In film (and film trailers, of course) the final product is all about framing. The music, the editing, and even last-minute cinematography effects can bring the raw footage locked down on set to its natural conclusion — or in a completely different direction. Perhaps nowhere is this more evident than in the expanding world of mock trailers, especially this latest take on the Star Wars trailer from Jonah Feingold, cooked up in the signature style of Mr. Wes Anderson.
As one commenter points out in the YouTube comment section for Feingold’s post, Wes Anderson’s unmistakable style in movies like The Life Aquatic with Steve Zissou, Darjeeling Limited, and so many others is ripe for parody; so much so that one could no doubt forge a richly packed channel on the site with nothing but regular movie trailers repainted with the brush of Anderson’s stylish camp and nostalgic soundtracks.
But, turning this trick of the mock trailer trade to the iconic world of Star Wars seems to take even the standard Wes Anderson treatment to a whole new level.
The trailer begins with what has been framed by J.J. Abrams’ official trailer as a moment of panic: Jon Boyega’s character, Finn, emerges in the middle of a desert planet in a state of sweat-riddled mania. However, in Feingold’s Wes Anderson version, Finn’s panic is washed away by a dry snare beat and beach-style guitar. Soon after, a French singer enters the soundtrack, recalling both Anderson, and the great Quentin Tarantino.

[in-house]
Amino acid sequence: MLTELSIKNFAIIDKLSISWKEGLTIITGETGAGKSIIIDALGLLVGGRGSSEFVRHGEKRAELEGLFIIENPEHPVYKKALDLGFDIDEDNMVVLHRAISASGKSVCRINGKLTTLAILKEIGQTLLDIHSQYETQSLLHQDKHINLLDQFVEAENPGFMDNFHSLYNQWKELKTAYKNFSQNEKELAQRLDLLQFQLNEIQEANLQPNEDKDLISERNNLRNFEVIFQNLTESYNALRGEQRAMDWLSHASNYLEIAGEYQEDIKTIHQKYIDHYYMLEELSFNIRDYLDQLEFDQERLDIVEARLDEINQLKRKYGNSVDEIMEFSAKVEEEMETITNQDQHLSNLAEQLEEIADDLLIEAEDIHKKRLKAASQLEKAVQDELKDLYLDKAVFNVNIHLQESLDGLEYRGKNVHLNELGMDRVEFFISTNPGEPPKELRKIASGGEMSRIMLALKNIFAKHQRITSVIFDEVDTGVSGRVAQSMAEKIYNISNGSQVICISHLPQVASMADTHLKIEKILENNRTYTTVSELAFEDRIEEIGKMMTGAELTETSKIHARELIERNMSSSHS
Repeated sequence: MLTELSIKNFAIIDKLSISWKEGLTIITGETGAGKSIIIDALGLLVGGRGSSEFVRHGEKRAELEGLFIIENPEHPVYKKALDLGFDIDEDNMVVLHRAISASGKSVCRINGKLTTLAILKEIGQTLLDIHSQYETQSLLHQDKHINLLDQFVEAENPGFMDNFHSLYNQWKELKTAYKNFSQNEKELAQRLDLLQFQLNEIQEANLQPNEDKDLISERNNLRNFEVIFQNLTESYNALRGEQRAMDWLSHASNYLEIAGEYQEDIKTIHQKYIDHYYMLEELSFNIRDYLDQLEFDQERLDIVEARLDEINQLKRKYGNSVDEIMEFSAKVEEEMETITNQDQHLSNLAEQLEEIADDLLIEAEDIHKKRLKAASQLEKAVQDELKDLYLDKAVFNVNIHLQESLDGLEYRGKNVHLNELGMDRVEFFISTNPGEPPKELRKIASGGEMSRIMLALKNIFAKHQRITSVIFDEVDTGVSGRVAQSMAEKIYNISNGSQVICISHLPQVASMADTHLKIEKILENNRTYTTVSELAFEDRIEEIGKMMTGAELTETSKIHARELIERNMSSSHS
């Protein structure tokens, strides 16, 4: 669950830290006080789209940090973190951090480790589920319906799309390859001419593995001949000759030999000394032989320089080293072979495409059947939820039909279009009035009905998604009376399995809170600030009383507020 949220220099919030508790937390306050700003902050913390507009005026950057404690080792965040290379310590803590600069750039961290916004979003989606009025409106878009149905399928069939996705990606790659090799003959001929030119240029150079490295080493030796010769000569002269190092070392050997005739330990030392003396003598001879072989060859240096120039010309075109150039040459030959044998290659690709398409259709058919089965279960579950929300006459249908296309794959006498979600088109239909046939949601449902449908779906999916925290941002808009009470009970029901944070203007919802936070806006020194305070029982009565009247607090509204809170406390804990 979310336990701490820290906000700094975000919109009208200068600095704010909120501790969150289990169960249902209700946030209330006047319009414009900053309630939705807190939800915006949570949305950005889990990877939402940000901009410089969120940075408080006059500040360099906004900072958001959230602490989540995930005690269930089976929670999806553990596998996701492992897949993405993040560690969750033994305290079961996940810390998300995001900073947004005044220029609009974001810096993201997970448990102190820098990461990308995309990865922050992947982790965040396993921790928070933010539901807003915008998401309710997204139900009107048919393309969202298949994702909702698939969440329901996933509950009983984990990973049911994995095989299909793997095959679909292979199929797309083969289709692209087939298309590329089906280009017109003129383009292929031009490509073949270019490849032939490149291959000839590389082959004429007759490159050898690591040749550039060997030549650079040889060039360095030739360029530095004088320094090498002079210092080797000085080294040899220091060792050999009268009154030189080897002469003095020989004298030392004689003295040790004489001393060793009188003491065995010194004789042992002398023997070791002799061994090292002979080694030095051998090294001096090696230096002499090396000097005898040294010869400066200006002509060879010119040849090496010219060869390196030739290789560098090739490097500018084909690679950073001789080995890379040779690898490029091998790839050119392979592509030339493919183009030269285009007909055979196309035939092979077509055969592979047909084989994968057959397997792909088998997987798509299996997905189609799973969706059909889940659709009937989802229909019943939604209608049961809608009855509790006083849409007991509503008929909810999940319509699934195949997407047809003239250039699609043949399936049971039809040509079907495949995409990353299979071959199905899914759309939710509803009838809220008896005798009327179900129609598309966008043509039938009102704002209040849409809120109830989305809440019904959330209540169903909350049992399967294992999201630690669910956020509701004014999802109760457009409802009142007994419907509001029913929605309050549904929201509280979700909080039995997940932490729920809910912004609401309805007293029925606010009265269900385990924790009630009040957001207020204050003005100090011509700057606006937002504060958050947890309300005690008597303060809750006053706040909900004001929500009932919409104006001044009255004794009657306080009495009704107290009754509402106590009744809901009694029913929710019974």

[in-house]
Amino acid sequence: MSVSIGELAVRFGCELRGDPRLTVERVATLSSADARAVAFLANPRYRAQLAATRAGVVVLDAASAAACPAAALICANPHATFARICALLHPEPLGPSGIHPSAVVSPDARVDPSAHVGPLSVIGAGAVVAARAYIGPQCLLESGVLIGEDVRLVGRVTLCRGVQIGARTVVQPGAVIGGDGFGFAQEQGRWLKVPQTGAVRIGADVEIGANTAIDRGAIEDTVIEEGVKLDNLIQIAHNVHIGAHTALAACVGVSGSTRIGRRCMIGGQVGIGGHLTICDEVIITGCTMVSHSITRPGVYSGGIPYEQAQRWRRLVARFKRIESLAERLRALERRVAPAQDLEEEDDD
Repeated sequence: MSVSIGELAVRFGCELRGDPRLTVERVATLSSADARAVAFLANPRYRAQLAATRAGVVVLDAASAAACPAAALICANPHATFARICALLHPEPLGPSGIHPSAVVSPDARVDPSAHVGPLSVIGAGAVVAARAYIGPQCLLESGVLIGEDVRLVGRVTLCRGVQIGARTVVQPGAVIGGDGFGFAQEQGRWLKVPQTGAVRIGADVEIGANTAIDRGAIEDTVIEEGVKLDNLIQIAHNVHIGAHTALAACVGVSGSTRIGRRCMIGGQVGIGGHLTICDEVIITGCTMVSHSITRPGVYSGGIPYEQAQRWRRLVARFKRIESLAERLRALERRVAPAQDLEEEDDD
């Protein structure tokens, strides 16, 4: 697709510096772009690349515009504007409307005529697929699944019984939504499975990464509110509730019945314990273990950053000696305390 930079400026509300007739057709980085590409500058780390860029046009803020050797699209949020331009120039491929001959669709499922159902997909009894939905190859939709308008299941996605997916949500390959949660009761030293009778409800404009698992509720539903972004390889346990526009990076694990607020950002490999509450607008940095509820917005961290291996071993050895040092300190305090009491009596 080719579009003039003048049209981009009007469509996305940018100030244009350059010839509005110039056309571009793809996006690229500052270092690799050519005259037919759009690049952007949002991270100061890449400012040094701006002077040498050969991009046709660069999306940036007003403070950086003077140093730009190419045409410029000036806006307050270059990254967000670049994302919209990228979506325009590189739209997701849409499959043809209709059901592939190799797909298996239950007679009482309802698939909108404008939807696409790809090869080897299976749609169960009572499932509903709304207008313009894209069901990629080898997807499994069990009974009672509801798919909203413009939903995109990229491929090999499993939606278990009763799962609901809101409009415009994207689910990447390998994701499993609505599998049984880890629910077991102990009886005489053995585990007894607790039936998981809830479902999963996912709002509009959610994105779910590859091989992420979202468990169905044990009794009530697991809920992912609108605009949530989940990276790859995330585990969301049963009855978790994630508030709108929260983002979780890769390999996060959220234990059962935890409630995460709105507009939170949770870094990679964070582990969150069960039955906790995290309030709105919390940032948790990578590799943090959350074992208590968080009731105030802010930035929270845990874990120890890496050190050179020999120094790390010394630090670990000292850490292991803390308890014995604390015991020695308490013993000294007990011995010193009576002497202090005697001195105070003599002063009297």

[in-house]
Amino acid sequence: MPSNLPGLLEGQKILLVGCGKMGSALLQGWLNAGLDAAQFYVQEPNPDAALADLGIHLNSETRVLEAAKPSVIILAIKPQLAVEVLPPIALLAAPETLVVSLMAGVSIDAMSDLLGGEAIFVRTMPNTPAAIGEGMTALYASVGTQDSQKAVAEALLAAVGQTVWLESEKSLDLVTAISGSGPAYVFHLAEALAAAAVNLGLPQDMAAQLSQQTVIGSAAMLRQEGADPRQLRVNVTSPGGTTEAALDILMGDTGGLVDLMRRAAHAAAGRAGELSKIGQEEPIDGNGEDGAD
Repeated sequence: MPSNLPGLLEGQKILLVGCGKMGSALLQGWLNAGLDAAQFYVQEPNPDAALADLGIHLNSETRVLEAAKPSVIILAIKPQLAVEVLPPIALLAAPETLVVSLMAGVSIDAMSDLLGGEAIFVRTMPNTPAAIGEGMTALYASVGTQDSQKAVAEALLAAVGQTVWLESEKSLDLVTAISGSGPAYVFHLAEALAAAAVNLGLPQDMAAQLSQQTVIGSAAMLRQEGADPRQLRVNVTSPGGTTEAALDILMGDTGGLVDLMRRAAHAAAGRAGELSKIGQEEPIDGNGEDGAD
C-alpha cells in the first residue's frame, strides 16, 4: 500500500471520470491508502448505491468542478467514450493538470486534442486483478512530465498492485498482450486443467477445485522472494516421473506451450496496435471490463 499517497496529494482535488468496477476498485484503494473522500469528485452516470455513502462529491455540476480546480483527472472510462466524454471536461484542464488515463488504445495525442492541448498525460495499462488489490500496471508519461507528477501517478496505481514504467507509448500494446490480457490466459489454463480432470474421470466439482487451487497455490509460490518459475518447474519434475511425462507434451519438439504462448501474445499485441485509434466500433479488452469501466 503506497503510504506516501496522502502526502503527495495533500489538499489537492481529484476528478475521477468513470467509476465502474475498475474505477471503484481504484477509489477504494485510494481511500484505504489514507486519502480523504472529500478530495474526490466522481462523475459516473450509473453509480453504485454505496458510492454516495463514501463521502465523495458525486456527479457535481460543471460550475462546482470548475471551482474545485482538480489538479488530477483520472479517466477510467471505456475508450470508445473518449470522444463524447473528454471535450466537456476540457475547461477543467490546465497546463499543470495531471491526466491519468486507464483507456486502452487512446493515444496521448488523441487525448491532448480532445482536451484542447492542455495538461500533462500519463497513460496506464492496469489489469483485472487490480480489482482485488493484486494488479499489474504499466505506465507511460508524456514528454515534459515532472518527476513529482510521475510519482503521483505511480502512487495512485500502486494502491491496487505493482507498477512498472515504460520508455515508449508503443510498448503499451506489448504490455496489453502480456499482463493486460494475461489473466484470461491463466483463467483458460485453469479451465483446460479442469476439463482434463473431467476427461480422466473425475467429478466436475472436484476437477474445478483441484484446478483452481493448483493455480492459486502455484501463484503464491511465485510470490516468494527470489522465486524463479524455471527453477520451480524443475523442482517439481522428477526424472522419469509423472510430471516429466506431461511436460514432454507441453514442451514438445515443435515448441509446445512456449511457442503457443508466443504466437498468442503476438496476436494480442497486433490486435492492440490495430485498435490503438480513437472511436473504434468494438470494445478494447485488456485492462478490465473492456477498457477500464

The trailer continues with staggered freezes, which help draw out the camp, as does the striking yellow script and the Polaroids laid out against a plaid background. The entire melange is cut with dirty film spots and crackle, making the viewer feel as if we’re watching from a seat in a small pulp theater in some slow-to-gentrify side of town.
The overall result is something completely different, which is what makes the accessibility of movie-making tools in today’s digital landscape so fun.
While Star Wars purists may not find what they’re looking for here, fans of both genres will no doubt enjoy the reimagining — after all, with six weeks left till The Force Awakens premiere, we need something to pass the time.